Blumenthal reminded the crowd that Boeing had originally blamed the crashes for & # 39; pilot error & # 39 ;.
& # 39; Those pilots have never had a chance & # 39 ;, he said. & # 39; These loved ones have never had a chance. & # 39;
& # 39; They were in flying coffins because Boeing decided it would hide MCAS from the pilots, & # 39; he added.
Researchers have linked MCAS, a flight control system, to both crashes.
Later in the hearing, Muilenburg clarified that his company did not blame the pilots.
& # 39; We have not blamed the pilots, and I know this has been reported, but it is not our business position and it will never be & # 39 ;, said the CEO. & # 39; We are responsible for our aircraft. We are responsible, and we own it, regardless of the cause. & # 39;
For months Boeing had largely not acknowledged the debt and, instead, vowed to make a & # 39; safe plane safer & # 39; to make.
Tuesday's hearing represents Boeing's broadest acceptance that it made mistakes, although Muilenburg's written testimony prior to the hearing did not describe in detail what those mistakes were.
Senator Roger Wicker, the committee chairman, addressed families of the victims of the crash: & # 39; I promise their loved ones that we will find out what went wrong and work to prevent future tragedies. & # 39;
On Monday, Muilenburg visited the Indonesian embassy in Washington to meet the ambassador and pay our respects to those who were lost aboard Lion Air flight 610 on the first anniversary of the accident, Boeing said in a statement.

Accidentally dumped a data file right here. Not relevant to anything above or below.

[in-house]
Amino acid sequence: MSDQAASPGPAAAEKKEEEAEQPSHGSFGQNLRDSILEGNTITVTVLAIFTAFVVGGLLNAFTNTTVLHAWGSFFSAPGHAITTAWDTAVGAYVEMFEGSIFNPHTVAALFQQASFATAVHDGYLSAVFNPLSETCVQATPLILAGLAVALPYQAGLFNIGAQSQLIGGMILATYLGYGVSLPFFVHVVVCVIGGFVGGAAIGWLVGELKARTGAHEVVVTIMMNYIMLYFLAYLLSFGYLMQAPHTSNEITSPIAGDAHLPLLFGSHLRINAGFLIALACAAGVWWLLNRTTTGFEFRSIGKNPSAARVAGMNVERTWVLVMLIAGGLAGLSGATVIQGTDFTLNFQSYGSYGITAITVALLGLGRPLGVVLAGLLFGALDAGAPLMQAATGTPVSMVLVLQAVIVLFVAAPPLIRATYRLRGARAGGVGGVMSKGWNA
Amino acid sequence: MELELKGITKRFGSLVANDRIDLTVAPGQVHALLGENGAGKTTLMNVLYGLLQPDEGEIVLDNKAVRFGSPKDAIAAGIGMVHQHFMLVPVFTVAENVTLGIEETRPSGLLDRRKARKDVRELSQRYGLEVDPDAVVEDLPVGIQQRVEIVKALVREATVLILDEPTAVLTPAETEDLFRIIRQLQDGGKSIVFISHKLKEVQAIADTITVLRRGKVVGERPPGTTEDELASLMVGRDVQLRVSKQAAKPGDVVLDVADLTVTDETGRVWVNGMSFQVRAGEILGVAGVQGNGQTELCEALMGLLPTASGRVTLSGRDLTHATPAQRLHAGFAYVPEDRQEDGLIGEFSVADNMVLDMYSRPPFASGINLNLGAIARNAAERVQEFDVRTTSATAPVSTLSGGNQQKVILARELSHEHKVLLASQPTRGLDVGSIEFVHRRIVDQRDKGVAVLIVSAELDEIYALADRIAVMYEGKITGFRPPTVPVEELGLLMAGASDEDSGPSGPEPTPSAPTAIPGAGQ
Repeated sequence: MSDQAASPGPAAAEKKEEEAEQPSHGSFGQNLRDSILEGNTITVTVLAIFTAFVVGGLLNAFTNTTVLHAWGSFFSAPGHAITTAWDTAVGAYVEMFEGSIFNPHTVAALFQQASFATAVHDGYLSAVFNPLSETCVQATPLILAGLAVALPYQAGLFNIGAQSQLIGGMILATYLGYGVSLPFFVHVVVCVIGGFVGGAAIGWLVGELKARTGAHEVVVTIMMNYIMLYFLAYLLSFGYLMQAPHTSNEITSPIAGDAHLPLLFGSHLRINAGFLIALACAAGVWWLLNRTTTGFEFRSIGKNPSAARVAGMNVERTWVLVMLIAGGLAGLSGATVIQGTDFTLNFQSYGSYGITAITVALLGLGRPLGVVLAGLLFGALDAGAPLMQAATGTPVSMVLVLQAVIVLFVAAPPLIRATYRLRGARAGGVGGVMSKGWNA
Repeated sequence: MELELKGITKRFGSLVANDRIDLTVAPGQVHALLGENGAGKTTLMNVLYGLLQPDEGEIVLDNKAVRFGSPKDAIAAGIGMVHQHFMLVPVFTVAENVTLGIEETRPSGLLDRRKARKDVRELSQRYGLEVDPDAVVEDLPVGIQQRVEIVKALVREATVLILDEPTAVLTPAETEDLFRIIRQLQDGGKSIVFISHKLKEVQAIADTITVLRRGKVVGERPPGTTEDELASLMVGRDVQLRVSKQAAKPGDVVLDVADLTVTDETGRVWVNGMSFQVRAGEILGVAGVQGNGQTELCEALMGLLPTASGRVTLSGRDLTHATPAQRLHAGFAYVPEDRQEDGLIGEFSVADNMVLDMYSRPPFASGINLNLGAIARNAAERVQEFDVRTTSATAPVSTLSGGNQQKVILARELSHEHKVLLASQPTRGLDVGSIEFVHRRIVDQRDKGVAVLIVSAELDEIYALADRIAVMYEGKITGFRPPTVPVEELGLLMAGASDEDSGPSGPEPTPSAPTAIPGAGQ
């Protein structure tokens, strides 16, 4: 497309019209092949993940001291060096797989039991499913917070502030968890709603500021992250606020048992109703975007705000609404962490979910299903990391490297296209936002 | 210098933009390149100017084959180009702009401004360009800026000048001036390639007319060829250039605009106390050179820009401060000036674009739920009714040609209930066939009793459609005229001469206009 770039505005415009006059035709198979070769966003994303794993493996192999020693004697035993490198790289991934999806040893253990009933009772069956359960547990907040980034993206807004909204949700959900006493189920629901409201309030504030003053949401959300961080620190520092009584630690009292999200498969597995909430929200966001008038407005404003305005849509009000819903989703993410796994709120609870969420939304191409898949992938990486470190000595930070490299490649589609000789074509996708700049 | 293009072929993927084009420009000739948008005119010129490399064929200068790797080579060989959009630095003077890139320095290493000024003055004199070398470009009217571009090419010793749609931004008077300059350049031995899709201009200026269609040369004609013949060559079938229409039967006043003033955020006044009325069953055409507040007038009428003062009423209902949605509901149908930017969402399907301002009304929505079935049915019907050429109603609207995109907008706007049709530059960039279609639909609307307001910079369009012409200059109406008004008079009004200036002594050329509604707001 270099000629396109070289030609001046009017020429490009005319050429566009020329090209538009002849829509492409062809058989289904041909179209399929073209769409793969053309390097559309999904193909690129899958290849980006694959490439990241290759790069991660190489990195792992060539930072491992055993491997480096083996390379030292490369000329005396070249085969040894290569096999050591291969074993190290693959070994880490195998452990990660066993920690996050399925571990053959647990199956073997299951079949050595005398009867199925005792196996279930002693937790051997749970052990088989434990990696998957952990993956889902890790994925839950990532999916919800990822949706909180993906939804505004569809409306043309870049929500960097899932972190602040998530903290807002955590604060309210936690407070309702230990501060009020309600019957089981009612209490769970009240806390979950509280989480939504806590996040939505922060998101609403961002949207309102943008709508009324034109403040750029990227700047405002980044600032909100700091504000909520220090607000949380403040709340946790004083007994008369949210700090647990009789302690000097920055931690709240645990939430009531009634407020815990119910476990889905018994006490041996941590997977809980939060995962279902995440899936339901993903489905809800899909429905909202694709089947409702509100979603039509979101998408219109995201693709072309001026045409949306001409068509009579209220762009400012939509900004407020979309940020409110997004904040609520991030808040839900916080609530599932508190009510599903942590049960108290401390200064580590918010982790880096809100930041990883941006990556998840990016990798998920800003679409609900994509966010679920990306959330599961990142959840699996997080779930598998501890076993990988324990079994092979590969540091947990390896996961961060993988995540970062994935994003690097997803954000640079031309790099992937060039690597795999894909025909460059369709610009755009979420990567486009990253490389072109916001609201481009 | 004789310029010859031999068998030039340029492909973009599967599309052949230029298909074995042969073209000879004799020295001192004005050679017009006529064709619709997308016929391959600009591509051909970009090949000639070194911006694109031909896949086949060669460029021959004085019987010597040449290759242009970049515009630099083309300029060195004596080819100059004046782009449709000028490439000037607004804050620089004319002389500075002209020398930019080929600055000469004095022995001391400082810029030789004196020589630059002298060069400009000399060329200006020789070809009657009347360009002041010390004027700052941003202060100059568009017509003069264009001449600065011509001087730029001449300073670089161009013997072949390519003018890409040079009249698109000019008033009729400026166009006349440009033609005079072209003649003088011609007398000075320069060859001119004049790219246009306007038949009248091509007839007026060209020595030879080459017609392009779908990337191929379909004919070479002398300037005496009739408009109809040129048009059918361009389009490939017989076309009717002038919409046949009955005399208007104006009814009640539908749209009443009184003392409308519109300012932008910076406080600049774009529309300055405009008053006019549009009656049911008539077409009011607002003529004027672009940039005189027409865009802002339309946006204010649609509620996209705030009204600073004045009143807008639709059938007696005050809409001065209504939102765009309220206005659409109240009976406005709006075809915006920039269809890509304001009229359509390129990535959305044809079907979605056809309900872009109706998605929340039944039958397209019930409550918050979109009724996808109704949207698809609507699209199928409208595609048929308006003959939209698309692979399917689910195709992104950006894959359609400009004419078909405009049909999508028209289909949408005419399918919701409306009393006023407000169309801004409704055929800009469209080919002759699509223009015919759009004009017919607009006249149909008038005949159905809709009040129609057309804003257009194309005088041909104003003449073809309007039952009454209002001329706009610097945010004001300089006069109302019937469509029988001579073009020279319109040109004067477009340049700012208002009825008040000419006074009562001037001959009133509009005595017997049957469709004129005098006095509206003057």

Muilenburg will also testify on Wednesday for the Transport and Infrastructure Committee of the American House of Representatives.
Michael Stumo, the father of Samya Rose Stumo, who died in flight 302 of Ethiopian Airlines in March, said Monday that the families of the victims are pictures of the & # 39; loved ones that we have lost & # 39; hold up to ensure that the focus is on that, instead of political, bureaucratic or technical issues. & # 39;
He wondered why Boeing is only now adding safety measures to MCAS.
& # 39; When you knew that the MCAS system was part of that Lion Air crash, why didn't you immediately take action instead of withholding information and blaming the pilots? & # 39; Stumo said about Boeing.
US airlines have canceled flights to January and February due to the earthing, and the Federal Aviation Administration is not expected to approve the ungrounding of the 737 MAX until December.
In March, after the Ethiopian Airlines crash, the aircraft was grounded worldwide.
Indonesian researchers reported Friday that Boeing, without adequate supervision from US regulators, did not understand risks when designing cockpit software on the 737 MAX, and sowed the seeds before the October 29, 2018 crash, including Lion Air 610 was involved errors by aircraft personnel and crew.
At the hearing, Blumenthal said he was disappointed by the FAA. He said the FAA had given him overly edited documents and refused to take back his calls.
Muilenburg added that & # 39; supervisors should not approve the return of the MAX to the airspace until they have performed the most rigorous check and are fully satisfied with the safety of the aircraft. The flying audience deserves nothing less. & # 39;